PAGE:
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M. Elle Saine: Murder Mysteries, 9/11, and the Epidemiologist’s Toolbox

M. Elle Saine: Murder Mysteries, 9/11, and the Epidemiologist’s Toolbox

Hometown: Lives in Philly’s Manayunk neighborhood and considers it her home town.

Education: BA in Anthropology: Human Biology Tract, Temple University
MA in Skeletal Biology, New York University
Pursuing MD and PhD in Epidemiology

How murder mysteries inspired her early interests: I’ve been fascinated by forensics for as long as I can remember. When I was a kid, my mom wrote murder mysteries. I was sick a lot, and when I stayed home, we watched true crime shows and she shared stories about her research. When I got older, I wanted to investigate human rights violations and genocides, and help to identify remains and return them to families for burial. I see myself engaging in humanitarian outreach when I become a physician.

Her connection to 9/11: During my master’s studies a decade after the tragedy, I interned with the New York Office of the Chief Medical Examiner. I spent a couple weeks one summer helping prepare unidentified remains from the World Trade Center for analysis with a new DNA method. It is still surreal to think about.

The remains were in white tents within a warehouse-like building. There was so much white, between the tents and the body bags. It was pristine and cold, even in August. I had a very small role, but I got to know archaeologists who still were excavating and the scientists who had prepared every round of DNA resequencing. These individuals were the guardians of the remains, dedicated to helping families and friends get a small piece of closure.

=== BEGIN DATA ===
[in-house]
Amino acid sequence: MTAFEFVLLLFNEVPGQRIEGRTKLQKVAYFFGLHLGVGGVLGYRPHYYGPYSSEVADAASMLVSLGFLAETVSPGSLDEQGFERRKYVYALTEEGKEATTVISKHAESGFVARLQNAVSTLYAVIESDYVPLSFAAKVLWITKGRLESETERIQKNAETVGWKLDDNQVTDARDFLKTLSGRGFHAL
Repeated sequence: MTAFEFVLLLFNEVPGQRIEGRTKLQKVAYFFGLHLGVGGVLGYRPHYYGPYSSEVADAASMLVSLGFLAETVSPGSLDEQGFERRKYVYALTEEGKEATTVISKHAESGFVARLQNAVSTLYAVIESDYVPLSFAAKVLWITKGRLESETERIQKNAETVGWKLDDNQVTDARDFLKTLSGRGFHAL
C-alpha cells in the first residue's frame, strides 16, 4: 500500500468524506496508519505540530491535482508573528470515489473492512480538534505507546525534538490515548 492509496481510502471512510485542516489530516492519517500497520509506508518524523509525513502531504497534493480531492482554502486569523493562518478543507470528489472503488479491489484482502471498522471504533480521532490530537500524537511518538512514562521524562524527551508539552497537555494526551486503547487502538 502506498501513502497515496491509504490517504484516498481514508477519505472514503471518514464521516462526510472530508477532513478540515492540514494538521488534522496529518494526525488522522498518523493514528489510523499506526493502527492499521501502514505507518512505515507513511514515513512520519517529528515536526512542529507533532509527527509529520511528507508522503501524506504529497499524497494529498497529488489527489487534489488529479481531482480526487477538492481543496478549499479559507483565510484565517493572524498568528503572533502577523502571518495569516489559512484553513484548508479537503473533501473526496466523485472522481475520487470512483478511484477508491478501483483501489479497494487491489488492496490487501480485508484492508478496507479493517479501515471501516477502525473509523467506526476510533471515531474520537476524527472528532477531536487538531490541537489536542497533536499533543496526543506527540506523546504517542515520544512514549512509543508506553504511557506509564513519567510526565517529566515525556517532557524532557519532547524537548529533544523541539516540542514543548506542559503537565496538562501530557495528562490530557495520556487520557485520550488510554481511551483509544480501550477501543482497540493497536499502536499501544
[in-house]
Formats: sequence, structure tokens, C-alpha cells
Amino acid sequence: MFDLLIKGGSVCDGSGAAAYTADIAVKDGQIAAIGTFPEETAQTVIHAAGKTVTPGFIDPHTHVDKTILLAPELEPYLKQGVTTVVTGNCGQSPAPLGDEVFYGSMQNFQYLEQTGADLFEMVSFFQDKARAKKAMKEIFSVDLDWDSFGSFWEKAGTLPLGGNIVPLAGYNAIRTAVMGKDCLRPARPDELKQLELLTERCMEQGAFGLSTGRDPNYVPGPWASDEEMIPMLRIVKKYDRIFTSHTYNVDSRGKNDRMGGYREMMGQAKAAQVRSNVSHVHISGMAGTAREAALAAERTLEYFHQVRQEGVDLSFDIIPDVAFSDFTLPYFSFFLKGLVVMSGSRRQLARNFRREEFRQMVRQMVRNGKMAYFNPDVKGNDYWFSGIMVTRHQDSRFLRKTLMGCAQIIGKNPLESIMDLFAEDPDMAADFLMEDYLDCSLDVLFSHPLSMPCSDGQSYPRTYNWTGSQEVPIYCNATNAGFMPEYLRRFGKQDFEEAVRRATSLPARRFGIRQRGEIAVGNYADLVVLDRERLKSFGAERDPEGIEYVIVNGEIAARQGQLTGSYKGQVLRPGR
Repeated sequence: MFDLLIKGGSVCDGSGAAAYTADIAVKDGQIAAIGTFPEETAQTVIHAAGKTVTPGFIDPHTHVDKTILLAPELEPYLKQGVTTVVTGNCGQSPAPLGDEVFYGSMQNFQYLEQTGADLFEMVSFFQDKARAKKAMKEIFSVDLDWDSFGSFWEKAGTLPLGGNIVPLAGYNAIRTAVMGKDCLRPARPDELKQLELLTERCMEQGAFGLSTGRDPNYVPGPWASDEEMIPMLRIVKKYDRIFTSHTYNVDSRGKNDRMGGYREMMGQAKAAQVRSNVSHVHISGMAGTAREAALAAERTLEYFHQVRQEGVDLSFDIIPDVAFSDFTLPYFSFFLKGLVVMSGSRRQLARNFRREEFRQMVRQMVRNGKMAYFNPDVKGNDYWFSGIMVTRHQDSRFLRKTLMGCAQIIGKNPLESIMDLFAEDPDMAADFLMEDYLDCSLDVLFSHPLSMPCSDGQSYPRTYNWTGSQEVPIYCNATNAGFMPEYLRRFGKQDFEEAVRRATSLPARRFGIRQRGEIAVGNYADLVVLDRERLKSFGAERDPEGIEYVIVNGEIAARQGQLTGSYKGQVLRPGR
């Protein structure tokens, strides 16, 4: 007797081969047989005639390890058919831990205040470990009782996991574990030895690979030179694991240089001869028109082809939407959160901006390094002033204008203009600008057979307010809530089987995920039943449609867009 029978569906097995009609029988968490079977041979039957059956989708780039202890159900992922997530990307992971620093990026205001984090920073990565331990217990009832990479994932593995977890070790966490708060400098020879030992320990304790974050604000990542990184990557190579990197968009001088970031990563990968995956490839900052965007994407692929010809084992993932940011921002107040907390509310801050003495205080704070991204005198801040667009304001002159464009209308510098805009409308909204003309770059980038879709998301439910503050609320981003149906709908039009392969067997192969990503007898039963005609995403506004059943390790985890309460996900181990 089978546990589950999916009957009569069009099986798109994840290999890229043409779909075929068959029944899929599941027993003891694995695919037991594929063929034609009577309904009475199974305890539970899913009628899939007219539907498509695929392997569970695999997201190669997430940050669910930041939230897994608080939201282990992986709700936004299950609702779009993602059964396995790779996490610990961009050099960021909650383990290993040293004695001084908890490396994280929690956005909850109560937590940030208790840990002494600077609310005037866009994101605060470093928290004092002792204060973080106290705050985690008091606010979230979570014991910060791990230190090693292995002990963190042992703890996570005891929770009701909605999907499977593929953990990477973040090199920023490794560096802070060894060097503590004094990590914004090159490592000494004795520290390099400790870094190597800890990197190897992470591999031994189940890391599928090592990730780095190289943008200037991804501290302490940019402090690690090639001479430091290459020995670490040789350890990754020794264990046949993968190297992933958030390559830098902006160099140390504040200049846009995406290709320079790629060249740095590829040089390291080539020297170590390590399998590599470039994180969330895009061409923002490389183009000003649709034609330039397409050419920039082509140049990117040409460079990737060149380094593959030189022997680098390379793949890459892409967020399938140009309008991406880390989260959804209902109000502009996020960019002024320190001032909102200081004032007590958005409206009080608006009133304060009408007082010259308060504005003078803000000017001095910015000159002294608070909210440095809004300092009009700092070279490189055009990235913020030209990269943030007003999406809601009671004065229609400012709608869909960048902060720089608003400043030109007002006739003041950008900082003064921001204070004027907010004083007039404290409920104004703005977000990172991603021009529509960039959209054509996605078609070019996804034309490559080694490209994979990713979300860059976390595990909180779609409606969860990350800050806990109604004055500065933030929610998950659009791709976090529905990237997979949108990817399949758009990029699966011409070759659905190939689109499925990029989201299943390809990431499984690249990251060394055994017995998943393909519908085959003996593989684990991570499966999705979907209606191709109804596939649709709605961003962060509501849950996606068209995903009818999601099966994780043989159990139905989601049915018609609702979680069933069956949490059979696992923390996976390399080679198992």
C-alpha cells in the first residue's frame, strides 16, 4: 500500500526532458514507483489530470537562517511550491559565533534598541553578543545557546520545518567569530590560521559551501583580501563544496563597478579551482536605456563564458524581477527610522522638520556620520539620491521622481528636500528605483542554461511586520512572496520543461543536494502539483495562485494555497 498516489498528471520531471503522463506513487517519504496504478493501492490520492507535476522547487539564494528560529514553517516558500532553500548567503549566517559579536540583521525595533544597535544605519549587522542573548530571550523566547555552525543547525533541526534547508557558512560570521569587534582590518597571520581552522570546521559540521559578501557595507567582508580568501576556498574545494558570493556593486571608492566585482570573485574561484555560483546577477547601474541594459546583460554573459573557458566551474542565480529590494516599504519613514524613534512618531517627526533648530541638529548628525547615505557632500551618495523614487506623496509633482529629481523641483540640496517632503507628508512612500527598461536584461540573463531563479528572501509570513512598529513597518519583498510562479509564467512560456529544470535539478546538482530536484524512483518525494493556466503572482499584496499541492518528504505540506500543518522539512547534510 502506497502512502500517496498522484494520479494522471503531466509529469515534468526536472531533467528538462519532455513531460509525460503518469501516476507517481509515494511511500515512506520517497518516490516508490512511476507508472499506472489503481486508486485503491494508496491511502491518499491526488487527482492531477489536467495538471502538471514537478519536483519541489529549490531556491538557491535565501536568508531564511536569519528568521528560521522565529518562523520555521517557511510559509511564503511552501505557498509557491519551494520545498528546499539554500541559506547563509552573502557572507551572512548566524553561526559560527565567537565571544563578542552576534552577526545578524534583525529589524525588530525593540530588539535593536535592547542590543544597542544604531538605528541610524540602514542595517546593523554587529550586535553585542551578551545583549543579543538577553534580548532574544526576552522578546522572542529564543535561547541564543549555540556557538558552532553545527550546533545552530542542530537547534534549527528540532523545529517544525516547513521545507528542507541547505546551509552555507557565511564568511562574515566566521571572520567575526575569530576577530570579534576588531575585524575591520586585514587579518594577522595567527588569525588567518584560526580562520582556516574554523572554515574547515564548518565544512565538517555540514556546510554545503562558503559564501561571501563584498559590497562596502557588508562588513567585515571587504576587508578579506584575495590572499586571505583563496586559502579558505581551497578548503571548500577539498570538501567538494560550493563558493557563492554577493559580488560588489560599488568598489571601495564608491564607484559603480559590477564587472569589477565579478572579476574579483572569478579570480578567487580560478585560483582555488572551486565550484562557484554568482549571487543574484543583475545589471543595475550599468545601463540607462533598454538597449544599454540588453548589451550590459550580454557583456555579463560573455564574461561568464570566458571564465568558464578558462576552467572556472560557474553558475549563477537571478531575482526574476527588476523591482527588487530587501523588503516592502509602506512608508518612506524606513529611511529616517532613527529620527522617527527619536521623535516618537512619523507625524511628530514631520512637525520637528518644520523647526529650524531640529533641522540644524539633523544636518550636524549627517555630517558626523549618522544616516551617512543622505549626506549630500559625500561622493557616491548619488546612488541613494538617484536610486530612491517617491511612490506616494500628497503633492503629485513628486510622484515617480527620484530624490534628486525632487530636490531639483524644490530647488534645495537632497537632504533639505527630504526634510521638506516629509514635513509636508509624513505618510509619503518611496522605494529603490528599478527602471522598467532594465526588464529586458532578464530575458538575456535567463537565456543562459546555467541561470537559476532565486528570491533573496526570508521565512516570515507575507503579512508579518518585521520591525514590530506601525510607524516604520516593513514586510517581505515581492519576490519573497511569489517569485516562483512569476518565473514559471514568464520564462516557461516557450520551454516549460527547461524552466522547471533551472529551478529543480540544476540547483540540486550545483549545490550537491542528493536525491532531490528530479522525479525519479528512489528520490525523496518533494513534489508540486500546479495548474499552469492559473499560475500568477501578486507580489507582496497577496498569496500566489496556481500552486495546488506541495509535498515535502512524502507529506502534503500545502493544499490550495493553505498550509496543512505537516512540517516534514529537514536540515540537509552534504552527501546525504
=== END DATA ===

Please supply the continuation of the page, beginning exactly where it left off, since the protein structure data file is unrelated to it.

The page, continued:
Her inspiration for med school: For the second part of that internship, I worked with forensic pathologists. I accompanied one to testify in court, and I could see how much her work meant to the parents of the victim. I began thinking of becoming a forensic pathologist and anthropologist.

Then last year, I was on a Medicine Service at HUP; I had been there for less than a week when I knew that I would go into medicine. I love working with patients and their families in the hospital; there is nothing so fulfilling as knowing that during one of the hardest moments someone will ever face, you can do something to make it a little easier.

Her Leonard Davis Institute pilot grant and why she’s in epi: Through my grant, I am evaluating a scale for measuring how patients with HIV perceive stigma and modifying (and hopefully validating) it for patients with hepatitis C. I was inspired by my work with [Associate Professor] Vin Lo Re, [Professor] Fran Barg, and [Associate Professor] Robert Gross, about the experiences of people who have only hepatitis C vs. those of people who have both hepatitis C and HIV. I am fascinated with how we can measure stigma—something so important to people’s lives, yet so intangible.

I love the endless diversity of questions that epidemiology can investigate. When people ask what the field is, I tell them any medical research involving people that doesn’t take place in a lab likely contains an aspect of epidemiology.

Over time, my toolbox has gotten a lot bigger. When I think of my future, I see myself as an anthropologist with large sample sizes.

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